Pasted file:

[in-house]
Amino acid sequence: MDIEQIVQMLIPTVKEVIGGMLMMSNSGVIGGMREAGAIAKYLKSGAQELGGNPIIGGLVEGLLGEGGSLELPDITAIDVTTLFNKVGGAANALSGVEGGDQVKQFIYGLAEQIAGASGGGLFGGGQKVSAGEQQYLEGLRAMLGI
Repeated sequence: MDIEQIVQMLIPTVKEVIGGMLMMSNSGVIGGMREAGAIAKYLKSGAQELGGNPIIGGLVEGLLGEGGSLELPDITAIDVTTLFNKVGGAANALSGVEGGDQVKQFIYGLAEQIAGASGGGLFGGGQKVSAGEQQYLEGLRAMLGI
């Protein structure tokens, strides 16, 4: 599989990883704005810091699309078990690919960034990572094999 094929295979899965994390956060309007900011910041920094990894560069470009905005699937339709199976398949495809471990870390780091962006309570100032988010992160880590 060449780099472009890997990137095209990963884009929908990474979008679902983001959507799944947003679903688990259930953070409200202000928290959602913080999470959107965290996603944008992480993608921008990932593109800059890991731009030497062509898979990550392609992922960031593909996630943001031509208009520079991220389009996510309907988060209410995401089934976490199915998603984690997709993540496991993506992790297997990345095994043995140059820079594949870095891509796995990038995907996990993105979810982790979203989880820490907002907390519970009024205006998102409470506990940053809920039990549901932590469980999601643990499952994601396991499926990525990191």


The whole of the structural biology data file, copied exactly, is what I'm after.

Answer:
[in-house]
Amino acid sequence: MDIEQIVQMLIPTVKEVIGGMLMMSNSGVIGGMREAGAIAKYLKSGAQELGGNPIIGGLVEGLLGEGGSLELPDITAIDVTTLFNKVGGAANALSGVEGGDQVKQFIYGLAEQIAGASGGGLFGGGQKVSAGEQQYLEGLRAMLGI
Repeated sequence: MDIEQIVQMLIPTVKEVIGGMLMMSNSGVIGGMREAGAIAKYLKSGAQELGGNPIIGGLVEGLLGEGGSLELPDITAIDVTTLFNKVGGAANALSGVEGGDQVKQFIYGLAEQIAGASGGGLFGGGQKVSAGEQQYLEGLRAMLGI
């Protein structure tokens, strides 16, 4: 599989990883704005810091699309078990690919960034990572094999 094929295979899965994390956060309007900011910041920094990894560069470009905005699937339709199976398949495809471990870390780091962006309570100032988010992160880590 060449780099472009890997990137095209990963884009929908990474979008679902983001959507799944947003679903688990259930953070409200202000928290959602913080999470959107965290996603944008992480993608921008990932593109800059890991731009030497062509898979990550392609992922960031593909996630943001031509208009520079991220389009996510309907988060209410995401089934976490199915998603984690997709993540496991993506992790297997990345095994043995140059820079594949870095891509796995990038995907996990993105979810982790979203989880820490907002907390519970009024205006998102409470506990940053809920039990549901932590469980999601643990499952994601396991499926990525990191």